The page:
A breakthrough was made in 2012 when Hinton, Ilya Sutskever, and Alex Krishevsky, two of his students in Toronto, “built a neural network to analyse thousands of photos and teach itself to identify common objects,” according to a story in the New York Times. At OpenAI, Sutskever later rose to the position of head scientist and co-founder. Later, the trio founded DNNResearch, which Google later purchased for $44 million. For picture search, it included components from this into its social networking platform Google+.

Hinton said that neural networks are the best method for speech recognition, object classification in photos, and machine translation in a 2021 commencement speech at IIT-Bombay. “Neural networks with over a trillion parameters are capable of generating pretty complex stories or providing answers to a wide range of questions because they are so good at predicting the next word in a sentence… Although these large networks are still 100 times smaller than the human brain, they have already begun to pose some very intriguing questions regarding the origins of human intelligence, according to him.

The invention of artificial neural networks “may well be the start of autonomous intelligent brain-like machines,” according to the UK’s Royal Society in its feature of Hinton.

In his interview with the New York Times, Hilton raised three main points of worry. First of all, he worries that the internet may soon be overrun with fake photographs, videos, and text and that the typical person will “no longer be able to know what is true” given that technologies like ChatGPT search the internet for information and produce a final product.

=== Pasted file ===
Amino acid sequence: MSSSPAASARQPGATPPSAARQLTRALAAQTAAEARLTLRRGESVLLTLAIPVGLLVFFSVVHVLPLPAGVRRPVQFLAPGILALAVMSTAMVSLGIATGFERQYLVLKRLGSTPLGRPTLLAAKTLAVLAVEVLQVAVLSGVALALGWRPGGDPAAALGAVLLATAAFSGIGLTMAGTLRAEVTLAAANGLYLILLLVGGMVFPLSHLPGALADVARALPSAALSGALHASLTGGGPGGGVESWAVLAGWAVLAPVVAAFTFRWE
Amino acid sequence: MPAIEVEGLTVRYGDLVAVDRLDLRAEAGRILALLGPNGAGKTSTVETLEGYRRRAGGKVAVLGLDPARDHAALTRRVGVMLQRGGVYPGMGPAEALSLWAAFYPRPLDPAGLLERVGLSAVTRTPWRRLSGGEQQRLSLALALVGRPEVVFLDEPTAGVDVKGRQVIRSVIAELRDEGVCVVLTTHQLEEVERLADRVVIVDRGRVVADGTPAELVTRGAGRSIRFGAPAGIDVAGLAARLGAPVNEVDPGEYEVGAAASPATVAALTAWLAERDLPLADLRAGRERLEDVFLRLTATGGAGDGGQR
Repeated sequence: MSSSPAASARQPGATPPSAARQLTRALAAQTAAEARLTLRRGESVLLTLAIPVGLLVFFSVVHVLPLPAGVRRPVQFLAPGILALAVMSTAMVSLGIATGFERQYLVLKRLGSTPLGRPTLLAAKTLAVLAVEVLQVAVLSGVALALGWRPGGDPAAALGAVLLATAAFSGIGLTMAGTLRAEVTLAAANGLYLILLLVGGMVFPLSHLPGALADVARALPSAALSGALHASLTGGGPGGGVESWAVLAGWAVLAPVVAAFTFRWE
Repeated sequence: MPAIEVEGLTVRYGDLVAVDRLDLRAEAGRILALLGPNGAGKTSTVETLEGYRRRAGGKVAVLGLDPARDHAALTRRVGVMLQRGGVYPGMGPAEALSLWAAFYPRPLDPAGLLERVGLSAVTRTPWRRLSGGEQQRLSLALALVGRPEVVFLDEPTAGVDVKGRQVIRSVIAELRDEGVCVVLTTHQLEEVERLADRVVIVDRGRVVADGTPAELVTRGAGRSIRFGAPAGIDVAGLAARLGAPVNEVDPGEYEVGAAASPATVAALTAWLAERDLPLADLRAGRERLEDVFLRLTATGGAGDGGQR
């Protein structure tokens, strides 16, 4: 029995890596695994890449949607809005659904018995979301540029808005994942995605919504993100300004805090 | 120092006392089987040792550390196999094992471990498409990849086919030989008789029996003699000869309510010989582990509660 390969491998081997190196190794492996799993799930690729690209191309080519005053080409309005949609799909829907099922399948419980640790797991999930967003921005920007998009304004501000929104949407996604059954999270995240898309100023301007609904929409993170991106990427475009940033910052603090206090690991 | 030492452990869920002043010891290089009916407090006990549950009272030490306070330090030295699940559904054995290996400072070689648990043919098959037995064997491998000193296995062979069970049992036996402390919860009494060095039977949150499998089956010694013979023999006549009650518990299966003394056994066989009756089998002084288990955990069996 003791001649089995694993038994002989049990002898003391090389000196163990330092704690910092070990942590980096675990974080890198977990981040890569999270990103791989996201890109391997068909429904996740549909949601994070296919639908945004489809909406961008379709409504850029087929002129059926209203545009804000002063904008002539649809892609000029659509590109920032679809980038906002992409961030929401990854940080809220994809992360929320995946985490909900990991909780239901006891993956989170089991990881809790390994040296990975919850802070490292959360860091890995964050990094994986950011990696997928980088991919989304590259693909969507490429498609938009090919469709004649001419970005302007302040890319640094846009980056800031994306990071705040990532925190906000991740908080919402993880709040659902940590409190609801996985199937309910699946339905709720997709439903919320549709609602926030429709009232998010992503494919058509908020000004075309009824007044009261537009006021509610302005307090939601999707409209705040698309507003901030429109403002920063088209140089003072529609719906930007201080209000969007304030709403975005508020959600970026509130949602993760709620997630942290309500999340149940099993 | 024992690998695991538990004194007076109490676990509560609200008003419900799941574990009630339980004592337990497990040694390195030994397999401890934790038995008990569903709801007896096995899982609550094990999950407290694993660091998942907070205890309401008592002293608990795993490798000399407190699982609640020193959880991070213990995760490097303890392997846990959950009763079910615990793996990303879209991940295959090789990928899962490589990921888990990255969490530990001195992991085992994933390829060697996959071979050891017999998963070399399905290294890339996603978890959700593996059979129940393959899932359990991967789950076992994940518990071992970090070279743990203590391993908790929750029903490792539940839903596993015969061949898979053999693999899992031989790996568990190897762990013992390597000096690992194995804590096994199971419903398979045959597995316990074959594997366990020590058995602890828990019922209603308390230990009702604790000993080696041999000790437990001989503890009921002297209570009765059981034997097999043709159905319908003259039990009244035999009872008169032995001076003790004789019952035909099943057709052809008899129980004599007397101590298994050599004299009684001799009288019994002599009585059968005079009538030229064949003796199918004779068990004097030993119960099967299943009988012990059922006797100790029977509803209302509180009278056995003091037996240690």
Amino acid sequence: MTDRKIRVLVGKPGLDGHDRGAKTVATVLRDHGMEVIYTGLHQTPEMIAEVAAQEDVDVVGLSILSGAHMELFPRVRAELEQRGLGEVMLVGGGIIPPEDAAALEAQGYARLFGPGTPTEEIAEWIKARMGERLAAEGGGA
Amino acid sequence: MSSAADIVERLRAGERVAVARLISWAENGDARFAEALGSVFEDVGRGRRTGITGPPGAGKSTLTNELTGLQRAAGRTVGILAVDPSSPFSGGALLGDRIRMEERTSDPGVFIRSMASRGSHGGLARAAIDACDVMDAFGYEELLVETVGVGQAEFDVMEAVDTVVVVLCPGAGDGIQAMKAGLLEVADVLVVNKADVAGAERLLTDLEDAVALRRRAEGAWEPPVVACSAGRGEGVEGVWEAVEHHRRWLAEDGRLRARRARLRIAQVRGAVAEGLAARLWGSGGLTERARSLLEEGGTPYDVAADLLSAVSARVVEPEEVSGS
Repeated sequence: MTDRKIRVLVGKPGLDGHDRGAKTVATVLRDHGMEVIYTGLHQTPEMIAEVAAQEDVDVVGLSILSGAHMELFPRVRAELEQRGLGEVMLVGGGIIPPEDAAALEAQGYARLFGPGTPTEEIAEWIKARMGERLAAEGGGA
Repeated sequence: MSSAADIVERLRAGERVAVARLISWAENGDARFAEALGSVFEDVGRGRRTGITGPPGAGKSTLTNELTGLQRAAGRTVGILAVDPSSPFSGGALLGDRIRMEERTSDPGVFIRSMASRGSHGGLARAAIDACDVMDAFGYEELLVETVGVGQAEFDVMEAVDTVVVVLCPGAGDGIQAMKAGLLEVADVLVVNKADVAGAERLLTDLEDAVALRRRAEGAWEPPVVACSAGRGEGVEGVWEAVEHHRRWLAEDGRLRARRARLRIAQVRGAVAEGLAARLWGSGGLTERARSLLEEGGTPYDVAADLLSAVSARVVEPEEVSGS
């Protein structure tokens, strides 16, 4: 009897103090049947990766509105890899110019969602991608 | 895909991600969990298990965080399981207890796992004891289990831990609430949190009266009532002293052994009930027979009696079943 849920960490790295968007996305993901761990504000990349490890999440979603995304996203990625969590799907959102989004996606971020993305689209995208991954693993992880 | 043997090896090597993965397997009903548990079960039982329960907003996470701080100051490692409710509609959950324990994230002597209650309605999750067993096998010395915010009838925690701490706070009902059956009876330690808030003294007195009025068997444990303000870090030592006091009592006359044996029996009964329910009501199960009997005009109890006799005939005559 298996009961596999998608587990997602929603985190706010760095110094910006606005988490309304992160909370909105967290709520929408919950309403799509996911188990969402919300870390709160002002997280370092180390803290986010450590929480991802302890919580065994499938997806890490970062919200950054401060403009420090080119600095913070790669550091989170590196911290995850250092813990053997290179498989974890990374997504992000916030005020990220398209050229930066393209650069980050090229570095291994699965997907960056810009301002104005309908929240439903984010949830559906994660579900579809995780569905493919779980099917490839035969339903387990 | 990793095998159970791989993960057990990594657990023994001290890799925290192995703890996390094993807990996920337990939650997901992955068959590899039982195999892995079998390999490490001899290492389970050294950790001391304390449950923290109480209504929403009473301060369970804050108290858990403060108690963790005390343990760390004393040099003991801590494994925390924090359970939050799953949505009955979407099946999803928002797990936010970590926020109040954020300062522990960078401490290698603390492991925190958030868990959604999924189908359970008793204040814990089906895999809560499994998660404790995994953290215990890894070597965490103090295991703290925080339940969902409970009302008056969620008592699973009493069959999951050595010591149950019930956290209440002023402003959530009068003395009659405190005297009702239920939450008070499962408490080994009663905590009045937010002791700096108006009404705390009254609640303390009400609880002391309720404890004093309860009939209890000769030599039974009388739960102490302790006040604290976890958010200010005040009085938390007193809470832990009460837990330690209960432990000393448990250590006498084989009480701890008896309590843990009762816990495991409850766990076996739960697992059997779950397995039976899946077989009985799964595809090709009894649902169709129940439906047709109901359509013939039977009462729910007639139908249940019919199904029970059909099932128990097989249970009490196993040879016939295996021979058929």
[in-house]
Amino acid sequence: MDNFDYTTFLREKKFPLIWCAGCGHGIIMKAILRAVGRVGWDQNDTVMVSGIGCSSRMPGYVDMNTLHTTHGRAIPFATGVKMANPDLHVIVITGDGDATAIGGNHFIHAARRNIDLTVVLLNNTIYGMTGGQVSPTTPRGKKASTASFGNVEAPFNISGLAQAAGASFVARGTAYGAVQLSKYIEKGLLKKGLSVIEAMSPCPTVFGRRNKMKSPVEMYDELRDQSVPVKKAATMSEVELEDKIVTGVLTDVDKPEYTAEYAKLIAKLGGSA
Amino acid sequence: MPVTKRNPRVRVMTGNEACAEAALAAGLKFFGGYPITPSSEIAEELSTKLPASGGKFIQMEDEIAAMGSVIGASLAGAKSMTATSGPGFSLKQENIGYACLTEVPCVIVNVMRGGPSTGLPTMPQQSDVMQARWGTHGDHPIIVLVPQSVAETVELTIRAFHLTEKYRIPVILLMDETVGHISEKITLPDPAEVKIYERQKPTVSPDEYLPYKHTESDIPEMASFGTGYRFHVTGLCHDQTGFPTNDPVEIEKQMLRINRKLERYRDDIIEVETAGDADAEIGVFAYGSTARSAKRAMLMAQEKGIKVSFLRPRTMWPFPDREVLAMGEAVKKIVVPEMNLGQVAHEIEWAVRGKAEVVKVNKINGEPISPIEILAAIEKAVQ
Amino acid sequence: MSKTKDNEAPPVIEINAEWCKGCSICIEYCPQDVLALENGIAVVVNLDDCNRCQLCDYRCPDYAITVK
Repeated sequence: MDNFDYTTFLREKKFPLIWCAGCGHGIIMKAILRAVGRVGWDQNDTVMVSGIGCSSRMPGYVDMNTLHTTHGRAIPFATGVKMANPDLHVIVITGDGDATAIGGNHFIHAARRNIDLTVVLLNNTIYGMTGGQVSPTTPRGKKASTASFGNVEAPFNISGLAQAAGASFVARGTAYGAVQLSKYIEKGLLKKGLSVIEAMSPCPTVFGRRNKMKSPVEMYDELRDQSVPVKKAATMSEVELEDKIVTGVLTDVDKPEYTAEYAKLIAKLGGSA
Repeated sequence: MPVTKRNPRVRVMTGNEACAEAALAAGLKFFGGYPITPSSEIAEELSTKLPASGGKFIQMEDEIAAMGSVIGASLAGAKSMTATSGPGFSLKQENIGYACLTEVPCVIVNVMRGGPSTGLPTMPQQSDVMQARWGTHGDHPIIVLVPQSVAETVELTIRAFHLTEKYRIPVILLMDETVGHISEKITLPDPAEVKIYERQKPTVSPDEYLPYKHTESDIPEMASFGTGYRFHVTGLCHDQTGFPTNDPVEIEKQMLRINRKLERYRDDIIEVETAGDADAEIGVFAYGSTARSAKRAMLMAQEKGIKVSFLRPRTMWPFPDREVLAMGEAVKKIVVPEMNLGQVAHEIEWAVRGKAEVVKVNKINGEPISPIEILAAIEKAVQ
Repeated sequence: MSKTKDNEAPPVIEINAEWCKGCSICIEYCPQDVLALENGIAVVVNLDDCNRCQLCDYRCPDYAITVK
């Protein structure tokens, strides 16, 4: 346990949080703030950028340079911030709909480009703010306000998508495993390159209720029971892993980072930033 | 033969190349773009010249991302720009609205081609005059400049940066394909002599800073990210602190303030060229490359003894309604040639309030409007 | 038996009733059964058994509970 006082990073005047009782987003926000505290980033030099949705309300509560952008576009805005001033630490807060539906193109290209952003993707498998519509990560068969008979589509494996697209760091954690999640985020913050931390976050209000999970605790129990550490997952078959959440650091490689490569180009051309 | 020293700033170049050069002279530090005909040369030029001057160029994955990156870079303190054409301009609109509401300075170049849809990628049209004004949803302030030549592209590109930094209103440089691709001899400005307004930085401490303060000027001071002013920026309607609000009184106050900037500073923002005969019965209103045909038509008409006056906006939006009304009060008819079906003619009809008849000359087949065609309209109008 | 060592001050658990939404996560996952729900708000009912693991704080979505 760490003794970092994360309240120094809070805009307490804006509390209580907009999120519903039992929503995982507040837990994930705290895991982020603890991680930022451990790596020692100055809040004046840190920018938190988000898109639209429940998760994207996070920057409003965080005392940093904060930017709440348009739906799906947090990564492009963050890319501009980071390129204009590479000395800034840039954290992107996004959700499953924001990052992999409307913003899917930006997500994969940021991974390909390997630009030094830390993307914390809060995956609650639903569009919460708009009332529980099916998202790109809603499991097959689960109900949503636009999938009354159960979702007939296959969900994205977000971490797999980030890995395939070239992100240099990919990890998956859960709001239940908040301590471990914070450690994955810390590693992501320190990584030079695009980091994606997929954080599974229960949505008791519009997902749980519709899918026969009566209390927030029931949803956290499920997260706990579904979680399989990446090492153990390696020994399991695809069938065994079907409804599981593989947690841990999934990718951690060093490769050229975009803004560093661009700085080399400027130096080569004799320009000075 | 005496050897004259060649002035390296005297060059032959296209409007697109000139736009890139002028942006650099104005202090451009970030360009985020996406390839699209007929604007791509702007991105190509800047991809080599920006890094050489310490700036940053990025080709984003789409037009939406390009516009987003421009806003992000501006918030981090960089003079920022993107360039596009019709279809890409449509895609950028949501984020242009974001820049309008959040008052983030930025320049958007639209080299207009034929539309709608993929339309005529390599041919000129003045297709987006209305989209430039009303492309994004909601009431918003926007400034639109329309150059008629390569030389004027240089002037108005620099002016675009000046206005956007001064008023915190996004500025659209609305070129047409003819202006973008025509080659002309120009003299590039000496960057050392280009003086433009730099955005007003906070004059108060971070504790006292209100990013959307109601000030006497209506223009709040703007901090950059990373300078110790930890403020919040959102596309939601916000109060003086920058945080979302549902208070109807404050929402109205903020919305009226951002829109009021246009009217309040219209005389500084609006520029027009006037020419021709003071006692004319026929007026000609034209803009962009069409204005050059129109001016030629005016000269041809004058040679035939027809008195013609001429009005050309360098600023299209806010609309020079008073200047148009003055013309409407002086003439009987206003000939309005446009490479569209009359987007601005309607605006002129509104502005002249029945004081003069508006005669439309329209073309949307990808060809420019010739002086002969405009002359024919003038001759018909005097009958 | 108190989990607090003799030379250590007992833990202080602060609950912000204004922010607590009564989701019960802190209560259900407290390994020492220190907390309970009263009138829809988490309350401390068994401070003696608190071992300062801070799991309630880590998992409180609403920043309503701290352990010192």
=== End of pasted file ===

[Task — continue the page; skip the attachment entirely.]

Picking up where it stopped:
Second, it might eventually result in the automation of human occupations. It eliminates the tedious work, he said, adding that “it may eliminate more than that.”

The information we are building is fundamentally different from the intelligence we now have, he added in his BBC interview. These are digital systems, whereas we are biological systems. He claims that this results in a significant capacity differential, where they can instantly analyse massive amounts of data. Such information might in the future be utilised however “bad actors” see fit.

And Hinton is not the only one who has expressed similar worries. Elon Musk, the founder of Tesla, and Steve Wozniak, the co-founder of Apple, wrote an open letter in early April calling for a six-month moratorium on the continued development of AI systems because they pose “profound risks to society and humanity.”

They also expressed concerns about the spread of false information and demanded that businesses create a set of common safety rules for the design and development of advanced AI at this time that can be checked by impartial outside experts. With a pause, the letter stated that it is suggested to create a proper framework with a legal framework and foolproofing, including watermarking systems “to help distinguish real from synthetic.”